This approach to understanding the economy has twice caused me to be 100% in cash before a market collapse and heavy into stocks near the bottom. Your blog has become an oasis of sanity in an irrationally pessimistic world, and a reminder that my contrarian free-market approach will work this time just like it did in the last cycle. Thank you!

Scott Grannis said...

Jon: I share your despair, and it makes me very fearful of the future. But then I remember that the market has already priced in a dreadful future. The main justification for today's prices is fear that Obama's policies will run wild and result in a double depression. I keep thinking that things won't be quite so bad.

Public Library said...

How anyone can think that propping up failed parts of our economy for the next 5 - 10 years, and expanding already wasteful and unproven sectors of our government for at least the next 3.5 years, will somehow create economic prosperity. This is becoming silly.

Cut my taxes and I will show you hope!!!


Scott Grannis said...

I also think that the more people reflect on how absurd Obama's prescriptions are, the better the chance that they are repudiated. It was really amazing to see him purport to have revenue sources for all the gazillions of dollars he plans to spend. It's pure fantasy. Obama is undoubtedly smart and well-meaning, but he is woefully ignorant of how the world works. He may be able to fool some of the old codgers in Congress, but he can't fool the market.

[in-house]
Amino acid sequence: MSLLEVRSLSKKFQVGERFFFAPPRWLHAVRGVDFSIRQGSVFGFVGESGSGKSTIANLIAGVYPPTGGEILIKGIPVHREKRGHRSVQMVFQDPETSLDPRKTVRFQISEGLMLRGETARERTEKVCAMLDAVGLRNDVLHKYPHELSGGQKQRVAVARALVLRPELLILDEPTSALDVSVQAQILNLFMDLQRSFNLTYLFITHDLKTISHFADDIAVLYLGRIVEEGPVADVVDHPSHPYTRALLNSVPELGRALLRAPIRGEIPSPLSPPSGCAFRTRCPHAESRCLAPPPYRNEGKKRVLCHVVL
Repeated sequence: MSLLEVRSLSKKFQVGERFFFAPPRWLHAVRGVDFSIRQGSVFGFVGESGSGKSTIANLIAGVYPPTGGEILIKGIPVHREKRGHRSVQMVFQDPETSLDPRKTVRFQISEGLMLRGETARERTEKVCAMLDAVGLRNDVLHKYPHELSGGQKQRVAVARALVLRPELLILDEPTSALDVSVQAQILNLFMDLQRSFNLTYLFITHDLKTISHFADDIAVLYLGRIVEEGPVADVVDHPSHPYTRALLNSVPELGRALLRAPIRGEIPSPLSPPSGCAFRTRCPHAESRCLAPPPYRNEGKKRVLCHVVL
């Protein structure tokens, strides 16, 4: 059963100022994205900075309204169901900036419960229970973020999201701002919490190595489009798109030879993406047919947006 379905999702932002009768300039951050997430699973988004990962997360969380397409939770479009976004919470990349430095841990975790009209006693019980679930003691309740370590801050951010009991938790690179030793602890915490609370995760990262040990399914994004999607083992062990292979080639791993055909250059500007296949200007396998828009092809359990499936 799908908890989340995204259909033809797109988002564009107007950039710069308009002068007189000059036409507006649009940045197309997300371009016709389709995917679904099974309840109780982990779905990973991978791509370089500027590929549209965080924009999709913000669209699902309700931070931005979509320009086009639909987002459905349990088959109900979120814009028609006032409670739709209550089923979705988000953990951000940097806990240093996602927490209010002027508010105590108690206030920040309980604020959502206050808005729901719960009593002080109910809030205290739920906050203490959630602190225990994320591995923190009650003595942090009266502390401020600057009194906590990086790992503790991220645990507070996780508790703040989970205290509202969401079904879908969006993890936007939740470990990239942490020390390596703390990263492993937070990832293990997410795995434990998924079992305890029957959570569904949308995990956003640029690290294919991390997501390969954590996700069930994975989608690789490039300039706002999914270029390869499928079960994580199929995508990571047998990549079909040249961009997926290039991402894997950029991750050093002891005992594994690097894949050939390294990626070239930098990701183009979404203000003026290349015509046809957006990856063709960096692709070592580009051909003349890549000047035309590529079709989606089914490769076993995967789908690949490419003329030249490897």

Scott Grannis said...

Lab-Rat: It was funny reading that article after all the discussions (over the past month) with the writer. I seem to come off as a guy who made a bundle but is still not satisfied. On the contrary, I feel strongly that Apple is in good shape with or without Jobs.

Scott Grannis said...

CDLIC: I sincerely hope this guy is right about a tax revolt. That would be terrific! I am impressed by all the Tea Parties that are being organized across the country. We need more of this. I don't this is a crazy forecast at all.

Scott Grannis said...

Dave C: Small world! I learned a lot from John Rutledge and consider him to be my first economic mentor. Jude Wanniski was another, and Art Laffer and Larry Kudlow.

Next time you get the urge to sell everything, please let me know!

Daniel said...

WOW Scott!! great Bloomberg article about you. that is awesome.

Unknown said...

One problem with the current environment is that everyone --- the Obama Administration, the media, the public, etc. --- assumes that we a stuck with the cards we have today.

Maybe it is time to add some new ones to the deck.

We are fixated by today's credit meltdown, lack of government revenue, tightening resources, etc.

What if we had access to a new frontier, currently untapped or settled?

What if we could drastically slash the limits we face with respect to energy, metals and living space?

In the 19th Century, when Americans lacked opportunities they moved West to untamed territory to launch a new life.